New adventures of an old device: Clinic delivers cortisol via the insulin pump



Dr. Alzohaili said his clinic has tested delivering hydrocortisone via insulin pump in about 20 patients. The report presented at the conference focused on six patients who had failed oral hydrocortisone treatment for adrenal insufficiency. Testing showed that all had malabsorption of the drug.

The patients underwent training in how to use and adjust the pump, which allows dosing adjustments in increments of 1 mg. They learned how to adjust their doses based on their situation, Dr. Alzohaili said.

According to the report, the average number of adrenal crises in the patients over a 6-month period fell from a mean of 2.3 before baseline to 0.5 after treatment began. The maximum dose of hydrocortisone dose fell by 38%, while the average mean weight of patients rose from 182 pounds to 199 pounds.

In addition, the mean dose of hydrocortisone decreased with the use of the pump delivery system, from 85.8 mg with oral treatment to 32.4 mg on pump therapy, and the mean level of cortisol increased from 11.8 mcg/dL with oral treatment to 12.3 mcg/dL on pump therapy.

The researchers said that the pump provides better delivery of the medication compared with the oral route, and that the patients experienced fewer interactions with other medications.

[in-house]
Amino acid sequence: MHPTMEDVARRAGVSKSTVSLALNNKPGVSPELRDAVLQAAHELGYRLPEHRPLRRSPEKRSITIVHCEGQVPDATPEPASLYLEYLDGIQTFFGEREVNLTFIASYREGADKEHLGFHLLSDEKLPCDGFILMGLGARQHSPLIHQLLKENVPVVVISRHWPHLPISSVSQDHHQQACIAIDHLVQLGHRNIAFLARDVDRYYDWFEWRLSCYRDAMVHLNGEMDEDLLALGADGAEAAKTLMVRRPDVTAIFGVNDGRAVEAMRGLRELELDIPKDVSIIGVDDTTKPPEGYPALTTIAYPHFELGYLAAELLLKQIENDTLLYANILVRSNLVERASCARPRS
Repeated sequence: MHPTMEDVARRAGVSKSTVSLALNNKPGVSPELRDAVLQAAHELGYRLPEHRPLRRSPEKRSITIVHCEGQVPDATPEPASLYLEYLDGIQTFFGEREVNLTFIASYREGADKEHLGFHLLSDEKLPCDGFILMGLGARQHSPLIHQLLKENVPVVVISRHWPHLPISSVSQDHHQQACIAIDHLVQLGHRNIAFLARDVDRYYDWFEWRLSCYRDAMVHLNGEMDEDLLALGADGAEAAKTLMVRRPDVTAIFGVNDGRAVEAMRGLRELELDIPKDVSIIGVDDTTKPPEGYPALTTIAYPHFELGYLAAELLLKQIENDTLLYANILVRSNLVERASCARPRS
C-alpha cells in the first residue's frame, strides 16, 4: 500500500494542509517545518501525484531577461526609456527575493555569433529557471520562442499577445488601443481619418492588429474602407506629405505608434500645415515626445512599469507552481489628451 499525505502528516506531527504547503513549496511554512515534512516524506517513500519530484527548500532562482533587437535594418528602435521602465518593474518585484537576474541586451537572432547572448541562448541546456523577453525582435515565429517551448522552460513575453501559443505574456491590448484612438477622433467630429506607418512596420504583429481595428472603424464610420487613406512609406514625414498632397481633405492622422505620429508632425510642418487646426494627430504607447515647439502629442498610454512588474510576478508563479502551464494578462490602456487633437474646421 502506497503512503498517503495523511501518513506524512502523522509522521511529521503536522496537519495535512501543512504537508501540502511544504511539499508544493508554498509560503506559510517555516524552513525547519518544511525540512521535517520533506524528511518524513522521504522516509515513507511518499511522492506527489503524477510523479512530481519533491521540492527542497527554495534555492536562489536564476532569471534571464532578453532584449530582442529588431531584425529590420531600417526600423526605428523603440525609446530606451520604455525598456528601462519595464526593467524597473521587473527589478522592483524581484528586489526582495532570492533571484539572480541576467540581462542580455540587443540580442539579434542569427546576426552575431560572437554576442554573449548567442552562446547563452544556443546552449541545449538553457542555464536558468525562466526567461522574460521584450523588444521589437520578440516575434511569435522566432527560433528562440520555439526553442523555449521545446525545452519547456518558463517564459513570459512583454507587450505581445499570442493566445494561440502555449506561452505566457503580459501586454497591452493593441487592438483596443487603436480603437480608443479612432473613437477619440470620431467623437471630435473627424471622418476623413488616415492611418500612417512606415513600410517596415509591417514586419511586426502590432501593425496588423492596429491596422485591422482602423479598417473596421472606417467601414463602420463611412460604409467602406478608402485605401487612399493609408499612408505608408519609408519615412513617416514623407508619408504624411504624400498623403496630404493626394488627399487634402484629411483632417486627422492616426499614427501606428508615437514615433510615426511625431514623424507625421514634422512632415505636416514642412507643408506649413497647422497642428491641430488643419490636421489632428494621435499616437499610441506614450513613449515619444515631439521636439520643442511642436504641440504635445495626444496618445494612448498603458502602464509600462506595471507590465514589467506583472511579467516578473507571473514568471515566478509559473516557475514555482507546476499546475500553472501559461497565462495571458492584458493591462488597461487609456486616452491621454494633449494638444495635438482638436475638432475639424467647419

Some patients developed skin reactions to the pump, but those adverse events were resolved by changing the pump’s location on the body and by using hypoallergenic needles, Dr. Alzohaili said.

There were fewer cases of clogging with the pumps than is normally seen when they’re used with insulin, he added.

As for expense, Dr. Alzohaili said the pumps cost thousands of dollars and supplies can cost between $100 and $150 a month. In the first couple of cases, patients paid for the treatment themselves, he said, but in later cases, insurers were willing to pay for the treatment once they learned about the results.

Other researchers have successfully used insulin pumps to deliver hydrocortisone to small numbers of patients with adrenal insufficiency, including British and U.S. teams that reported positive results in 2015 and 2018, respectively.

The next step, Dr. Alzohaili said, is to attract the interest of insulin pump manufacturers by using the treatment in more patients. “I’ve spoken to CEOs, but none of them is interested in using cortisol in their pumps,” he said. “If you don’t have the company supporting the research, it becomes difficult for it to become standard of care. So I’m trying to build awareness [of its use] and the number of patients [who use the pump].”

Dr. Alzohaili reported no financial conflicts of interest or disclosures.


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